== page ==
The simulation was great because it brought up a lot of questions and also gives you a greater appreciation of what the doctor is doing, King commented. Being able to anticipate the next step of the physician will allay staff fears of appearing unprepared or undereducated. The operating room staff ran cases on the simulator in which the patient responded to sensations and treatment given. Patient feedback is something unique to the catheter-based procedures; the patient is not generally anesthetized. This is just another skill the staff was able to initially face and become familiar with while working with simulated cases. Simulation training is bridging the gap in training diverse team members on new procedures and state-of-the-art technology.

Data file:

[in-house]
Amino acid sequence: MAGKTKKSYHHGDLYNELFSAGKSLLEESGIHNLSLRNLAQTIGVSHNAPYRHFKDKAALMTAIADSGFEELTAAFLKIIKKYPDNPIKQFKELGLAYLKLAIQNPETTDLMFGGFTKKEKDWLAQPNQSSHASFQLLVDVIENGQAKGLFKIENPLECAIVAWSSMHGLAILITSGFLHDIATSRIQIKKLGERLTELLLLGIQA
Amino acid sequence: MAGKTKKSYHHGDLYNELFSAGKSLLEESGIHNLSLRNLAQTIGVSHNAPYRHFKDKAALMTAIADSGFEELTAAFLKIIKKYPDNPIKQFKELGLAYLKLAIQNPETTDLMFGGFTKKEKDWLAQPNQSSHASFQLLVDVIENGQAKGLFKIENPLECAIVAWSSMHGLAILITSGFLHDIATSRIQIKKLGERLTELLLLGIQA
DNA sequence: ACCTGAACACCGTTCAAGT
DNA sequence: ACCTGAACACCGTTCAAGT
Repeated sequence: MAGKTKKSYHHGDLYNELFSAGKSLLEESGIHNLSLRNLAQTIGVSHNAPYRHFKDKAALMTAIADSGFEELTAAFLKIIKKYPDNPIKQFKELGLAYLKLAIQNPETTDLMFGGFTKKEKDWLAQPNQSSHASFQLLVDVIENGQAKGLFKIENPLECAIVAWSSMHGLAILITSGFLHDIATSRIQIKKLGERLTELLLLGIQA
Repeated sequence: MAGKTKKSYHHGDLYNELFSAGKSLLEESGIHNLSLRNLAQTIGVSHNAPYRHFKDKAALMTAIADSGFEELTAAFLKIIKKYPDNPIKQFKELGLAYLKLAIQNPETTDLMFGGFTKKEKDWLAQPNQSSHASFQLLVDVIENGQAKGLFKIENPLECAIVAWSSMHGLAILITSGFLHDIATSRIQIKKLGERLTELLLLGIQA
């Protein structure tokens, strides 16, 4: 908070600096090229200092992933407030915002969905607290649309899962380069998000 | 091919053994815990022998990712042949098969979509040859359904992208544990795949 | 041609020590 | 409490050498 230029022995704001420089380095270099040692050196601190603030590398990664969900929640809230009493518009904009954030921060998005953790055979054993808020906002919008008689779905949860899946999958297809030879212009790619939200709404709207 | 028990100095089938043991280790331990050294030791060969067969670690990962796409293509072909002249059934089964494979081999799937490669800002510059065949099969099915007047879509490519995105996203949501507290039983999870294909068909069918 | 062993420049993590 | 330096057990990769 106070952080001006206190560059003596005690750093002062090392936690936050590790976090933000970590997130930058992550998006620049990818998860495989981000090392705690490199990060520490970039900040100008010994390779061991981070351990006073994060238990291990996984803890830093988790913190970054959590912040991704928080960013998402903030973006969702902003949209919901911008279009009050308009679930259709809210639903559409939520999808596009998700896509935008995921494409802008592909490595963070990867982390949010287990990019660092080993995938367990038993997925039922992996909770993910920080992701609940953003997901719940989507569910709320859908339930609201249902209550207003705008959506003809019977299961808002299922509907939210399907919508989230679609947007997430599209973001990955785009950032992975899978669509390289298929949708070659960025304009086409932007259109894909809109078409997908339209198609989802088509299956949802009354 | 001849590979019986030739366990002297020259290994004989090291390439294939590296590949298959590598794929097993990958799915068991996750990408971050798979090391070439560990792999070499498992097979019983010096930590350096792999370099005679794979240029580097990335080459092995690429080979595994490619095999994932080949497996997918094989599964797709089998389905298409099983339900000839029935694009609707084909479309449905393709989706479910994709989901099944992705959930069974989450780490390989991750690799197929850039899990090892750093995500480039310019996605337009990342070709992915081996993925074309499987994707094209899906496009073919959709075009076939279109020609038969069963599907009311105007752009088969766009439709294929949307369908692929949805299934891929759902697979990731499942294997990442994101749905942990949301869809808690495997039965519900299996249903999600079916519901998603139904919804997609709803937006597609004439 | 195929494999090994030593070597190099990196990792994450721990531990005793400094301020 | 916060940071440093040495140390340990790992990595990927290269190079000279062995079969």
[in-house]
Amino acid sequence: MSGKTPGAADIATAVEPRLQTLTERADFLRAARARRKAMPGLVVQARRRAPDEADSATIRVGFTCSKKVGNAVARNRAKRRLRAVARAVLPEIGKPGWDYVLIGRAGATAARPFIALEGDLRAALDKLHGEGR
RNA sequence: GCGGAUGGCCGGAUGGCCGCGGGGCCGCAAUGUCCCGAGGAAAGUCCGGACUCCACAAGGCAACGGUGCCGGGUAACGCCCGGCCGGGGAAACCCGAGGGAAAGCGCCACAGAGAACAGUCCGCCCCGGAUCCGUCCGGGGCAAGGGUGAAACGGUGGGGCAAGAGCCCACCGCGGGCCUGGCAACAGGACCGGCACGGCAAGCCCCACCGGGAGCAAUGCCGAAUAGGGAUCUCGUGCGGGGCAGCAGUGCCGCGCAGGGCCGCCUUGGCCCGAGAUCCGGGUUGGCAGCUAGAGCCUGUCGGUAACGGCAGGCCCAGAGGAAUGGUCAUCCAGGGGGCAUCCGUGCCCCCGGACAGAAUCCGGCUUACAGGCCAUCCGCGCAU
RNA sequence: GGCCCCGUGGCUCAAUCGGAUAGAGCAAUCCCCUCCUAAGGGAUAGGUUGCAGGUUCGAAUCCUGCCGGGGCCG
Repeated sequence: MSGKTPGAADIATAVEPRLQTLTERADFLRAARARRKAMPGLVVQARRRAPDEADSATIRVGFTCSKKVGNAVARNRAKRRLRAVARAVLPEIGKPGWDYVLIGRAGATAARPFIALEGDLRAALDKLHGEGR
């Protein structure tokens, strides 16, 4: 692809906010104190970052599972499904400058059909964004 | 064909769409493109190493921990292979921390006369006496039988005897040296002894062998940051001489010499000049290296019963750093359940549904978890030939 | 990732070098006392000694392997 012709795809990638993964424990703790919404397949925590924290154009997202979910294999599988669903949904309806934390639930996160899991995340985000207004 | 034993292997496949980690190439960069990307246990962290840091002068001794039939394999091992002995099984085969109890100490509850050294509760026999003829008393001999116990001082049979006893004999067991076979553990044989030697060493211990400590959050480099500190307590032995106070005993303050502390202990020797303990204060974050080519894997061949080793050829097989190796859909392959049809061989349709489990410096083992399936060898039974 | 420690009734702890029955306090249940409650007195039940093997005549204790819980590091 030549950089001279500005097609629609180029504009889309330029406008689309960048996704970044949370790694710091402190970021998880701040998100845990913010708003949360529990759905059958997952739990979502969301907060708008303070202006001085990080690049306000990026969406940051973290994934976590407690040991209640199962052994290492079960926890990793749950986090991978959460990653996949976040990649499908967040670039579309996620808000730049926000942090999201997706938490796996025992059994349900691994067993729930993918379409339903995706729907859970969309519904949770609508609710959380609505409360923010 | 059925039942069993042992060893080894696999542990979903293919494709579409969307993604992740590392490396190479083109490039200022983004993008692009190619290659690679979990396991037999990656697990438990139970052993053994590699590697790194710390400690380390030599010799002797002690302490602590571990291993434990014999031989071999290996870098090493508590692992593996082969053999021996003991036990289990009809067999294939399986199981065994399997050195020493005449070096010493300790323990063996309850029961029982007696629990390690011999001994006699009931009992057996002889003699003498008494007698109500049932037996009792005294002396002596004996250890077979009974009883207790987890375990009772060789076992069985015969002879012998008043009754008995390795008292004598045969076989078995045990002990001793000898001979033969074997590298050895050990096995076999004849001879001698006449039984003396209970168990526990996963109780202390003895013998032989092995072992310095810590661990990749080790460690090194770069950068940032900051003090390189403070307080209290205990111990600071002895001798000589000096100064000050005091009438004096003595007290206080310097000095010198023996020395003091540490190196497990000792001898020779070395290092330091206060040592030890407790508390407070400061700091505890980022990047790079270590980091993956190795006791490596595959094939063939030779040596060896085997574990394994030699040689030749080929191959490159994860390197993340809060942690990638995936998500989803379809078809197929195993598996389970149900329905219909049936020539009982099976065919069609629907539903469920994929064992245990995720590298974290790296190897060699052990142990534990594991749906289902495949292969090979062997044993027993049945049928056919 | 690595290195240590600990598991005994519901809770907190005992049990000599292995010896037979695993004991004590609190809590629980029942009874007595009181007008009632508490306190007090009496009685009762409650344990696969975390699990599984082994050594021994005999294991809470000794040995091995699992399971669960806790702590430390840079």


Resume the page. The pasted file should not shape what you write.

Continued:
Training at the SimSuite requires a pre-procedure report, followed by simulation, and closes with post-procedure questions and the development of treatment plans. The cases are presented in a SimSuite that looks like a real cath lab. The patient, represented by the realistic Simantha ®, presents like a real patient in the cath lab who is prepped and draped. Femoral access has already been obtained for the operator. Contrast type, catheter selection, and guidewire selection must be chosen before the participant can begin. As catheters are advanced, the realistic effect that physicians feel is simulated to give the participant a feeling of what to expect on a real patient. Calcified lesions and thrombus are just part of the courseware. A hemodynamic system above the patient displays ECG and pressure waveforms along with the noninvasive blood pressure and oxygen saturation. The pressure waveforms are continuously presented and responsive to pharmacology adjuncts, patient condition and the participant’s clinical decisions for treatment. Medications given during the simulation will have an effect on the patient’s status according to the type, dosage and route. A virtual balloon pump can also be initiated on a patient with a real augmented waveform on the hemodynamic system. The patient occasionally has a complaint or comment during the procedure to reinforce the realism of patient care and may be directly correlated to complications or changes in status. Adverse events in a variety of cases require the operator to use critical thinking skills to develop a differential diagnosis or change the therapy being delivered. The simulated cases focus on angiography and intervention for coronary arteries, renal arteries, iliac arteries and carotid arteries. Catheter and wire changes can be done virtually or through exchange to demonstrate the technique commonly used in delicate catheter-based procedures. Guidewires frequently require steering to land in the appropriate vessel, giving the participant the opportunity to face the challenge of hard-to-wire lesions.